Positive Marketing Axe / Lynx
Positive marketing has become a real trend of late, and for good reason. We’re collecting some of our favourites in this regular series.
As if in response to our recent look at Dove’s famous “Campaign for Real Beauty” a few months ago, parent brand Unilever has launched “Find Your Magic” for its Axe (known as Lynx in the US) product range. It’s taken a while for a product long associated with outdated, narrowly-defined laddish masculinity and blatant sexism to catch up with the positive power embraced by Dove. Here’s how they got there.
Axe started surprising people when its Keifer Sutherland-narrated “Susan Glenn” advert aired in 2012. Telling the story of “the one who got away”, this was a softer, dreamier campaign by BBH New York that won high praise for delivering a “refreshingly out of character” message.
#KissForPeace aired during the 2014 Superbowl as part of the marketing strategy for Axe’s Peace fragrance. In an interview with Time, Axe’s Senior Marketing Director, Matthew McCarthy, talks about the research undertaken with the Millennials in college and university they want to target: “Being relevant is more important than anything else,” he says. “If you’re not relevant, you’re nothing to young people.” Agency BBH returned to develop the epic advert, which partnered with the Peace One Day charity. It was a huge viral success which continued to widen Axe’s marketing horizons.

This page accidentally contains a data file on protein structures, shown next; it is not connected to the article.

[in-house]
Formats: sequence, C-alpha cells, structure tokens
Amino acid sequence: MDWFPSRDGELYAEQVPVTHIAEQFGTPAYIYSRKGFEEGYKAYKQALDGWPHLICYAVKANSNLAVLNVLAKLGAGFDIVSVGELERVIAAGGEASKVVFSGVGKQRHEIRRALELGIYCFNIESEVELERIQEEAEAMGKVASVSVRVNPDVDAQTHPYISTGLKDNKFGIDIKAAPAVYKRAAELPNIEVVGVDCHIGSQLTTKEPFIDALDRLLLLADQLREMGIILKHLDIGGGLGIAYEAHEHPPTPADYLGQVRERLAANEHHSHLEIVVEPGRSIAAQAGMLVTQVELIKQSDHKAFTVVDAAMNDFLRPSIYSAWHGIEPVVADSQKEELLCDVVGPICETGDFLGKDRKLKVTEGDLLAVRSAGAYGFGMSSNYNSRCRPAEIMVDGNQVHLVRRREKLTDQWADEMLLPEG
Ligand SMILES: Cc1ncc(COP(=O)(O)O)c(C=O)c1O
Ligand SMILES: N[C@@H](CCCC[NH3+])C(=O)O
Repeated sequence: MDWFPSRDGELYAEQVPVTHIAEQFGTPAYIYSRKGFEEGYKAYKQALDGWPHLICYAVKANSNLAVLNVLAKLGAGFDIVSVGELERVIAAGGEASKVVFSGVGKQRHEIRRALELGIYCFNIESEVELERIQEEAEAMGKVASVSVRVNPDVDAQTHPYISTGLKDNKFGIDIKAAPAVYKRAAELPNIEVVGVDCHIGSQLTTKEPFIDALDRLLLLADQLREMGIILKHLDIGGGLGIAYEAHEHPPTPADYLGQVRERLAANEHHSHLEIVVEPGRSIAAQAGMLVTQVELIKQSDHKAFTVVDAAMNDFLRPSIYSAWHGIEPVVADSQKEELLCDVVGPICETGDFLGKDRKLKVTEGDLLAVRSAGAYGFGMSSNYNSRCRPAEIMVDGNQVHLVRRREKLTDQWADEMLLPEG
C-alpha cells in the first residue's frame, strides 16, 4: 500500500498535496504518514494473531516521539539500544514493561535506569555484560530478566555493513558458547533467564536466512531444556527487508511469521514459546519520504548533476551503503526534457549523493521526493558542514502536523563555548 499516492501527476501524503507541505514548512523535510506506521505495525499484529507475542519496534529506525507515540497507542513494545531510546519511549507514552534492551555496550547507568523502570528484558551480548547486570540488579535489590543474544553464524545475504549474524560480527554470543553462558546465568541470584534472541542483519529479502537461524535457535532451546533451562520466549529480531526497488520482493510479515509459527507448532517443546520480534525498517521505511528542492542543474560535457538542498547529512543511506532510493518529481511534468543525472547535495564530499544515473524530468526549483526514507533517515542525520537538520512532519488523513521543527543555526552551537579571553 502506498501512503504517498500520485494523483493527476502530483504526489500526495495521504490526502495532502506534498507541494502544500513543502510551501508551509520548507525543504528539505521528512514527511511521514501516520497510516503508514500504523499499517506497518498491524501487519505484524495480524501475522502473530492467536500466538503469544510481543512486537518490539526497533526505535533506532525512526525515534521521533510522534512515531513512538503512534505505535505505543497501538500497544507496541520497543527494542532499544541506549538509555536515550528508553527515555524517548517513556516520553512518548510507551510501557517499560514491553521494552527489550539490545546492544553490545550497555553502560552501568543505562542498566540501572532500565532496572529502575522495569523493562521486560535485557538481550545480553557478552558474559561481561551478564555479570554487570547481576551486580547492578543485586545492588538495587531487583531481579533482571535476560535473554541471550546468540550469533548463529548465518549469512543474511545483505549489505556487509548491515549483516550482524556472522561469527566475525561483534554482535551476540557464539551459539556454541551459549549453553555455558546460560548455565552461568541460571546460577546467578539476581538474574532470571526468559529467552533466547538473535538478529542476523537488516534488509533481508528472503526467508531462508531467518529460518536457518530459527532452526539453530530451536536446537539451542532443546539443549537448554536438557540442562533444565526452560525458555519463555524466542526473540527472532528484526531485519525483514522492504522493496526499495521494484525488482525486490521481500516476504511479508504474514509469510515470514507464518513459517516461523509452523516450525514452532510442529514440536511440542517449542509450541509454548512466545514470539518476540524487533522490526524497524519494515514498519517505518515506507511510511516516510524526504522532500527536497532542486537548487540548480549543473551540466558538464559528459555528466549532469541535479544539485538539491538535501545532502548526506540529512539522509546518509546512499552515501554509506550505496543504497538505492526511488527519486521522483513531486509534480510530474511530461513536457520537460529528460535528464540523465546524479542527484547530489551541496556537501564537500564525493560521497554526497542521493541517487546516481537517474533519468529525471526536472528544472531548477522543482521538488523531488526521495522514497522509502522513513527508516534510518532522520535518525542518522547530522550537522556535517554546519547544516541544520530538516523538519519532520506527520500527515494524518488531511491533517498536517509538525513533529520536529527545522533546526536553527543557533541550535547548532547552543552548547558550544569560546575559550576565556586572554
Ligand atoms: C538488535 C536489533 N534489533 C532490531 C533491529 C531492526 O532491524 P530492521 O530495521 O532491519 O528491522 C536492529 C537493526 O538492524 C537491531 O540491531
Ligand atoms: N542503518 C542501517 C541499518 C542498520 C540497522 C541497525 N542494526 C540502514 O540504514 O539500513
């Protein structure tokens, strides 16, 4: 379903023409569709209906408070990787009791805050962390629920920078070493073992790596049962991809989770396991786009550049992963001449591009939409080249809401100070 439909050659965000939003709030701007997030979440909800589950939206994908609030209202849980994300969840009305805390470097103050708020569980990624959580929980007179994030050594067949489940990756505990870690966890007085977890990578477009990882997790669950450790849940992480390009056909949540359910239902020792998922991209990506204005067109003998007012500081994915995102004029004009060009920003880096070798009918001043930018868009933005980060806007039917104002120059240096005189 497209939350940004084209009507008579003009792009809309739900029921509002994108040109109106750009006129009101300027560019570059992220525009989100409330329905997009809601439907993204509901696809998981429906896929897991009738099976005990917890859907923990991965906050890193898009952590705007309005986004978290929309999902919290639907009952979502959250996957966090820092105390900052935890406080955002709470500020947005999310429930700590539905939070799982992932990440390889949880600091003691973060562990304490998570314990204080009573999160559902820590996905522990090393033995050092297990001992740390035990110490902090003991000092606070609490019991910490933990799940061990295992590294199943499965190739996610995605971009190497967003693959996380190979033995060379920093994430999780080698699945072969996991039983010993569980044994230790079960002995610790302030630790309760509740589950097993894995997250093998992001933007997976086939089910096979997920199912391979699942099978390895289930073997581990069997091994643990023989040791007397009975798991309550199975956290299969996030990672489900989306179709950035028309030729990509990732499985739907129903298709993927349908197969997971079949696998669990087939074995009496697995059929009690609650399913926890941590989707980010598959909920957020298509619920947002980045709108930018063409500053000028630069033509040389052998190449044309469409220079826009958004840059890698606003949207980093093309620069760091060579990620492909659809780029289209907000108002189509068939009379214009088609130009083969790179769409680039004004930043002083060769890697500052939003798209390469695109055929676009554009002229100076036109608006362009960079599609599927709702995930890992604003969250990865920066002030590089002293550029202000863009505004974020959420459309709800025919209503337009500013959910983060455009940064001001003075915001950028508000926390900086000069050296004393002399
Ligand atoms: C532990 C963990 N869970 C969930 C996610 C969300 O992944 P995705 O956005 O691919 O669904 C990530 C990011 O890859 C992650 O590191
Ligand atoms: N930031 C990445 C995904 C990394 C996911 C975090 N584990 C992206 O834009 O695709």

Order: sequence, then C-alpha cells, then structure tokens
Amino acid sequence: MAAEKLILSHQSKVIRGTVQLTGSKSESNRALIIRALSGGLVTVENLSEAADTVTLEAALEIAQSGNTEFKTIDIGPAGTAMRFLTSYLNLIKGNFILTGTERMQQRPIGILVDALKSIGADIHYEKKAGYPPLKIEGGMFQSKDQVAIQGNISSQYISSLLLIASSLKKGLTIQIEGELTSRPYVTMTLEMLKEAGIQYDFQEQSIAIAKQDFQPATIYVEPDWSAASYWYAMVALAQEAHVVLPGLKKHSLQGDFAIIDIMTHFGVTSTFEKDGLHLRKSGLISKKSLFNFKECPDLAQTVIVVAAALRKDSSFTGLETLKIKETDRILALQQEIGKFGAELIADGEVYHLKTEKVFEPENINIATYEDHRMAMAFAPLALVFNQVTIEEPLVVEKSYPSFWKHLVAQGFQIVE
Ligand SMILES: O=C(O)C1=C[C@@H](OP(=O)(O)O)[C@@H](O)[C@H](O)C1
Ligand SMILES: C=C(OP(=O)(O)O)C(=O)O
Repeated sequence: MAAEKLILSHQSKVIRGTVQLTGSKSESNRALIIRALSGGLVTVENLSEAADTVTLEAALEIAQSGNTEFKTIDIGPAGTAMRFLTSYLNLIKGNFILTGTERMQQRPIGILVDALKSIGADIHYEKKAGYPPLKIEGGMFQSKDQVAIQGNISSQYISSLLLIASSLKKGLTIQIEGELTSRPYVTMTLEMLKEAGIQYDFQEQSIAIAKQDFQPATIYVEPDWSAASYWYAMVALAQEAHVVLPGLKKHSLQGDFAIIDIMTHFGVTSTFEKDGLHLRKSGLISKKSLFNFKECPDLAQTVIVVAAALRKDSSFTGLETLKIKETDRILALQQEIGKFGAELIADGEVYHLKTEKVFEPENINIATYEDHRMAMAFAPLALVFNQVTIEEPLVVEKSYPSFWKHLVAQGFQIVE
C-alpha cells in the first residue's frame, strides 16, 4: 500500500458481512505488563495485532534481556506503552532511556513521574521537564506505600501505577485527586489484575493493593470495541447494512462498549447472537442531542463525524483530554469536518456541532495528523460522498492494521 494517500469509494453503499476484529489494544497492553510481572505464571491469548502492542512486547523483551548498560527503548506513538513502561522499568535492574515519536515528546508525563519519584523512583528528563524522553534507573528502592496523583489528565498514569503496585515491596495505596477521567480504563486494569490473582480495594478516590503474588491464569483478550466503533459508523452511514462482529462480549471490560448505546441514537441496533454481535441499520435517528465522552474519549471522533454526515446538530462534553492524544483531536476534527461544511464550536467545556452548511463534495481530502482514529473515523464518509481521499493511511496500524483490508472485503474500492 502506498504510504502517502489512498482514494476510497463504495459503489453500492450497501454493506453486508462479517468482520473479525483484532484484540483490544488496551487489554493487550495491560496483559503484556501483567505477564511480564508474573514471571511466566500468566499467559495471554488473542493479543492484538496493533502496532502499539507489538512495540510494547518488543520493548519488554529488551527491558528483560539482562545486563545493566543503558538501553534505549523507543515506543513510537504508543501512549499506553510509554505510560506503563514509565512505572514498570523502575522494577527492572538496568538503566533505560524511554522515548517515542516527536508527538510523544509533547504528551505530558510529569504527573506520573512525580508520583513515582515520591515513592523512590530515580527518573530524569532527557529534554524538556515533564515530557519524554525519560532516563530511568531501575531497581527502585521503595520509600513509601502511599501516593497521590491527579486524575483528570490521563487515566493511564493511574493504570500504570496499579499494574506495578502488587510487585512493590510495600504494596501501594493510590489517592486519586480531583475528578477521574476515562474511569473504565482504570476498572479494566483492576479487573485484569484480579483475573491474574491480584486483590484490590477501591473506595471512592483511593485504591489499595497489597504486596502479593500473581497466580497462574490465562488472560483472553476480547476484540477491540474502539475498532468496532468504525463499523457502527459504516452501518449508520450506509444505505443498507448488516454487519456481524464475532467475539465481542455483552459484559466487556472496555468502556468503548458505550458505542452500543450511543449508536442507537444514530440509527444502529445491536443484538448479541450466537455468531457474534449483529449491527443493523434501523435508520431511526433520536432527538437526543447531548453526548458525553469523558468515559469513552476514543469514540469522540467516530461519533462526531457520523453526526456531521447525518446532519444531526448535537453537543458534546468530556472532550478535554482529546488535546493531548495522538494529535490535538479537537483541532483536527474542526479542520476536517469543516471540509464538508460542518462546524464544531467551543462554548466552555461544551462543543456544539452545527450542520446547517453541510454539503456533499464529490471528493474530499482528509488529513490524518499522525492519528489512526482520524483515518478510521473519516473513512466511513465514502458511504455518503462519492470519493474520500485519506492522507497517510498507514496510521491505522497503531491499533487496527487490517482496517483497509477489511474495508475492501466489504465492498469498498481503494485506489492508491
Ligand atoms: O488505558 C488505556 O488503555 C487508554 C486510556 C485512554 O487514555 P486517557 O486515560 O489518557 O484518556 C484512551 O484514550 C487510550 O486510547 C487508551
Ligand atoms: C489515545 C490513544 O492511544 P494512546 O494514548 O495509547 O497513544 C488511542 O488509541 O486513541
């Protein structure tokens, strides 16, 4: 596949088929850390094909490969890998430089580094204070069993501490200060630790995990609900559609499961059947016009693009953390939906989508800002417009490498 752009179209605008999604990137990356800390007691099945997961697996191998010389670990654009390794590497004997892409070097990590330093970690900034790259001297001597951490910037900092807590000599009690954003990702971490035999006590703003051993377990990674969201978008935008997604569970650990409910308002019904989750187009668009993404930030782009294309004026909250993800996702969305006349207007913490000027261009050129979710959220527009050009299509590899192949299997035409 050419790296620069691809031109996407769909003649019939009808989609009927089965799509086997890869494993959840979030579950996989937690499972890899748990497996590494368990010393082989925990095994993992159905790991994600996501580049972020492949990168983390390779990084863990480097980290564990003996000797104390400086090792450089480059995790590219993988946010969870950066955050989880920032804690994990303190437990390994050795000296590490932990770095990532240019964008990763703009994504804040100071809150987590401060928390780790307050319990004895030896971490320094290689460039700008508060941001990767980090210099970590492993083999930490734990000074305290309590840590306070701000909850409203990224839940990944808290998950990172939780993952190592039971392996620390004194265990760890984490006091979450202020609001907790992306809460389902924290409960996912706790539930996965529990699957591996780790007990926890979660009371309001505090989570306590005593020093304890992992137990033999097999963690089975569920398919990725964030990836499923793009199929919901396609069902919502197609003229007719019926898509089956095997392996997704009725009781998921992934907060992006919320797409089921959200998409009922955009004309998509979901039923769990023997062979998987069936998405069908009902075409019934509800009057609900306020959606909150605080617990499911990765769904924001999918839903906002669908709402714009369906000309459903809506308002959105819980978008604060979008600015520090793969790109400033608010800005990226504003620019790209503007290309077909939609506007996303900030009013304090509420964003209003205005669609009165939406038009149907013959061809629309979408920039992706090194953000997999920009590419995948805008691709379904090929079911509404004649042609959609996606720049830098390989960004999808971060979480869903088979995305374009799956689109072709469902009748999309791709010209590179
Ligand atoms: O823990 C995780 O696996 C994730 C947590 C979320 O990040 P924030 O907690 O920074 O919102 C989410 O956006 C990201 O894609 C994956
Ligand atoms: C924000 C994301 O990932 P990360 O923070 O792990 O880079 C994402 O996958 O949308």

Find Your Magic
Developed by the agency 72andSunny, Amsterdam, this 60-second spot shows a multitude of men in a whirlwind of stereotype-smashing clips. With the boom in men’s grooming habits and products, Matthew McCarthy emphasised in a recent feature the new direction in Axe’s marketing which “…champions real guys and the unique traits that make them attractive to the world around them.” The fact that advert has been so well received is proof that they’re onto a winner here.
In conjunction with the initial “Find Your Magic” advert, Axe are also running “Instagroom” series of video shorts showcasing various style tips. From hair styling to how to iron a shirt, one of the spots even features a woman giving tips on how to style a mohawk.
Axe have also pushed against heterosexual notions of masculinity in their adverts. One billboard campaign dubbed “Androgynous Kiss” shows two men on the verge of a kiss. Another advert in Australia actually shows a kiss as a man flicks through television channels. In the words of 72andSunny’s Executive Creative Director Carlo Cavallone, “We wanted to make it as inclusive as possible. We wanted to give to guys a sense of confidence and liberate them from stereotypical bullshit about what it means to be a man.”
They’re doing a pretty good job so far.